Open enrollment ended, but you can still get coverage if you had a life event (such as marriage, divorce, birth of a child or a job change). Get a quote online.
If you’re like me, getting
health insurance is probably at the top of your list of things to put off. But
it's time to check another adult-to-do off your never-ending list. You might
feel healthy, but a health plan could protect you and your wallet.
There are a few ways
to get covered:
If you're under age 26,
you can stay on your parents' health
Enroll on your (or a spouse
or domestic partner’s) work or school plan
Buy an individual
market plan to cover you or your family
The government offers tax credits to help qualified individuals cover their monthly health plan bill, also known as a premium .
Important things to understand
Whatever kind of plan
you’re thinking about, consider two factors.
The first is price. It's understandable that the cheapest option may be the most attractive. But that should only be a piece of the puzzle. You'll also want to consider how much healthcare you need because the amount you pay out-of-pocket varies quite a bit depending on the type of plan you have. Check out this video for tips on other factors you may want to think about.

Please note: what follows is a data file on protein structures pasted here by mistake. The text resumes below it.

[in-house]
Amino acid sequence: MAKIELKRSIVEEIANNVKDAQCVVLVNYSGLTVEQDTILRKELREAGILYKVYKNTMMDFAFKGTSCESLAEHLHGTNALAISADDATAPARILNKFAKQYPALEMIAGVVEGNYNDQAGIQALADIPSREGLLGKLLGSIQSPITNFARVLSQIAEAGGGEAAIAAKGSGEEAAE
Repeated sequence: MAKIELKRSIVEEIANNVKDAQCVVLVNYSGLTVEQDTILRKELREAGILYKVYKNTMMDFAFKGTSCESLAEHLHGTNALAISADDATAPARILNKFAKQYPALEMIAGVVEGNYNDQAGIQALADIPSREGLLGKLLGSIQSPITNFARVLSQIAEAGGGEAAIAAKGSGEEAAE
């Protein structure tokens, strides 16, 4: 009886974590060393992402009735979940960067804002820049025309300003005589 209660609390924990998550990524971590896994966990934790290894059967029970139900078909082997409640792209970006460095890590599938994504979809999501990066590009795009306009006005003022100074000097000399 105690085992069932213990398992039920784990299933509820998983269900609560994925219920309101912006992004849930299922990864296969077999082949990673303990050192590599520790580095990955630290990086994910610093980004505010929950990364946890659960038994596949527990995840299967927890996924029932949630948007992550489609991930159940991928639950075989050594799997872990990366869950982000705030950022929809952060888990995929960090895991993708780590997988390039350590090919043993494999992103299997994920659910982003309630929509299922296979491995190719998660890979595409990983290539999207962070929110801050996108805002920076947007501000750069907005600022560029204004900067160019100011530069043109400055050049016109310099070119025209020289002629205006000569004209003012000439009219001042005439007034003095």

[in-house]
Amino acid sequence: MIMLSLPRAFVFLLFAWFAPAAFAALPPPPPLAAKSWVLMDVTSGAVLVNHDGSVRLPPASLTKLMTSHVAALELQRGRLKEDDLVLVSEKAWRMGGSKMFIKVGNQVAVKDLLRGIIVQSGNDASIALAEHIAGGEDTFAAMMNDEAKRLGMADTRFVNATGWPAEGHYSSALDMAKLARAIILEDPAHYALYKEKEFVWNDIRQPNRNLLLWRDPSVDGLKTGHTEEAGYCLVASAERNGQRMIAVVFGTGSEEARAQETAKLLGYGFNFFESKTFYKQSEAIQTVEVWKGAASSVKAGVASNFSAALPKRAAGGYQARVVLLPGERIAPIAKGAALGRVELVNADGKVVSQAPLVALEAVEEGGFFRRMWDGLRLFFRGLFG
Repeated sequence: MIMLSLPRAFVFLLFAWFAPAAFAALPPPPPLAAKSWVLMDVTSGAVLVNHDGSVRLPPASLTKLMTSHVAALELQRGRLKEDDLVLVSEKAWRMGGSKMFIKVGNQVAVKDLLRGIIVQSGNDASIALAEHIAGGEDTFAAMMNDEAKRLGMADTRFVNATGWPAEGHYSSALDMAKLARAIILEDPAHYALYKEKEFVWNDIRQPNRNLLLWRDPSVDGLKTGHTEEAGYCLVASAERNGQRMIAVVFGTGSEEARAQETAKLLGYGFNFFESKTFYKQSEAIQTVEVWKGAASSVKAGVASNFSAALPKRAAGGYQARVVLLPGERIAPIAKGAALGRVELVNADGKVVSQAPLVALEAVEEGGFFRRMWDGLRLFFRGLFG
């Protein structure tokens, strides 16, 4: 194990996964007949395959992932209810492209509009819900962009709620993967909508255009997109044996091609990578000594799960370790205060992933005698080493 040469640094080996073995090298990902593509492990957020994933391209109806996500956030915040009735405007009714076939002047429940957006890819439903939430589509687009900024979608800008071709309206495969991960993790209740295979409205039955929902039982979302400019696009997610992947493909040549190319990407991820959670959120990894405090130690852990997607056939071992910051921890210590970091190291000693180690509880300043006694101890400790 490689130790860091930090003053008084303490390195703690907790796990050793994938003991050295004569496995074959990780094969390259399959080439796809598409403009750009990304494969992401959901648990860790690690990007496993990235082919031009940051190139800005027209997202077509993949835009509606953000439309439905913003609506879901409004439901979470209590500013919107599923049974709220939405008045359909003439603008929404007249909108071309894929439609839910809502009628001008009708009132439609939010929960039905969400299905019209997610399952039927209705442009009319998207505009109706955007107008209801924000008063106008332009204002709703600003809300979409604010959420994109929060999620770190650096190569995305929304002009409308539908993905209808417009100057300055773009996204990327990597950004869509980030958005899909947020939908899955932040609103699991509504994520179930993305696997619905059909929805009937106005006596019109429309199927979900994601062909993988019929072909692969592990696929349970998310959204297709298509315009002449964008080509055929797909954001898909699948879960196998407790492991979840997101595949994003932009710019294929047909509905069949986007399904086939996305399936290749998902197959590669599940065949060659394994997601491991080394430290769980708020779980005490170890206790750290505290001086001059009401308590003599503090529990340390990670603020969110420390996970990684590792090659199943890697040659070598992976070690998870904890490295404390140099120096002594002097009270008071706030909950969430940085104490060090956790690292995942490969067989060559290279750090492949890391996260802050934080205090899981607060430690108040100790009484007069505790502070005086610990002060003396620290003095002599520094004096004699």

This brings us to network. A health plan's
network consists of the doctors, health professionals, hospitals and service
facilities it contracts with to provide (generally) lower costs of healthcare
for its members. While some plans let you go out-of-network and still have care
covered, you'll probably pay more money out-of-pocket. Other plans don’t cover
out-of-network care unless it’s an emergency.
You'll often find that
the least expensive plans have smaller networks, sometimes limited by
geographic area. If that won't work for you (for example if you frequently
travel or work outside your region) consider a broader network.
Metallic health plans
Obamacare plans are categorized as Bronze,
Silver and Gold. In a nutshell, the Bronze plans will have the cheapest monthly
bill (premium), but you’ll pay a larger share of the cost when you get care. On the other end,
Gold plans have a higher monthly bill, but will have lower costs for when you
use your plan. What does not change is the network you're paying
for and the actual services covered.
Should you go for a Health Savings Account (HSA)?
An HSA is available with high-deductible health plans. They
encourage individuals to take more control of their healthcare costs. 3 major
tax advantages to these HSAs:
Money put in is 100% tax deductible
Money used for qualified medical expenses are not taxed
Interest earnings are tax-deferred and are tax-free when paying
for qualified medical expenses.
You can invest your HSA
funds. Your money is yours to take with you, even if you change plans.
Ozeroff is a millennial who works in marketing for Premera. His recent #adulting included quitting his sugar breakfast habit.